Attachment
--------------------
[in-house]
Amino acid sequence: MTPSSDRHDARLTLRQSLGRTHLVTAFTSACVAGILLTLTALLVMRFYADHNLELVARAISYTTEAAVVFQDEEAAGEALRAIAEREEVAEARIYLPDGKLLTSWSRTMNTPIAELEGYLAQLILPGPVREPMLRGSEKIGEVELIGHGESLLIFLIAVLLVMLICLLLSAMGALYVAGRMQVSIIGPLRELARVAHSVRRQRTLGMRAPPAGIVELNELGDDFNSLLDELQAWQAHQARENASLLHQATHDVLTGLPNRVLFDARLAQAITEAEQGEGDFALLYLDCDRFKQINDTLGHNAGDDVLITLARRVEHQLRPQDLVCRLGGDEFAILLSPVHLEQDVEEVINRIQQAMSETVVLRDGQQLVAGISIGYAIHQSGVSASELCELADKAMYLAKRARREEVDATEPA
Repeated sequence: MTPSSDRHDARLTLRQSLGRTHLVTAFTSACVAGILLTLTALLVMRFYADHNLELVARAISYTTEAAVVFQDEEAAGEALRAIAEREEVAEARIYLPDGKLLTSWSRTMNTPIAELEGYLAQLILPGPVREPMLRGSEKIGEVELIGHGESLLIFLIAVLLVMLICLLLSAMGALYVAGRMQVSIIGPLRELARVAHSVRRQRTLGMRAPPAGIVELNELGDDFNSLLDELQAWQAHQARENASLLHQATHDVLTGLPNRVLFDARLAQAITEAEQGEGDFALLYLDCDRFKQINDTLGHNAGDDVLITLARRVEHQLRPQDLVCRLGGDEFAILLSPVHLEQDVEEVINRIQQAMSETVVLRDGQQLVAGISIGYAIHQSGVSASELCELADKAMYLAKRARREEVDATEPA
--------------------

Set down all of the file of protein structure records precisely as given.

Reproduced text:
[in-house]
Amino acid sequence: MTPSSDRHDARLTLRQSLGRTHLVTAFTSACVAGILLTLTALLVMRFYADHNLELVARAISYTTEAAVVFQDEEAAGEALRAIAEREEVAEARIYLPDGKLLTSWSRTMNTPIAELEGYLAQLILPGPVREPMLRGSEKIGEVELIGHGESLLIFLIAVLLVMLICLLLSAMGALYVAGRMQVSIIGPLRELARVAHSVRRQRTLGMRAPPAGIVELNELGDDFNSLLDELQAWQAHQARENASLLHQATHDVLTGLPNRVLFDARLAQAITEAEQGEGDFALLYLDCDRFKQINDTLGHNAGDDVLITLARRVEHQLRPQDLVCRLGGDEFAILLSPVHLEQDVEEVINRIQQAMSETVVLRDGQQLVAGISIGYAIHQSGVSASELCELADKAMYLAKRARREEVDATEPA
Repeated sequence: MTPSSDRHDARLTLRQSLGRTHLVTAFTSACVAGILLTLTALLVMRFYADHNLELVARAISYTTEAAVVFQDEEAAGEALRAIAEREEVAEARIYLPDGKLLTSWSRTMNTPIAELEGYLAQLILPGPVREPMLRGSEKIGEVELIGHGESLLIFLIAVLLVMLICLLLSAMGALYVAGRMQVSIIGPLRELARVAHSVRRQRTLGMRAPPAGIVELNELGDDFNSLLDELQAWQAHQARENASLLHQATHDVLTGLPNRVLFDARLAQAITEAEQGEGDFALLYLDCDRFKQINDTLGHNAGDDVLITLARRVEHQLRPQDLVCRLGGDEFAILLSPVHLEQDVEEVINRIQQAMSETVVLRDGQQLVAGISIGYAIHQSGVSASELCELADKAMYLAKRARREEVDATEPA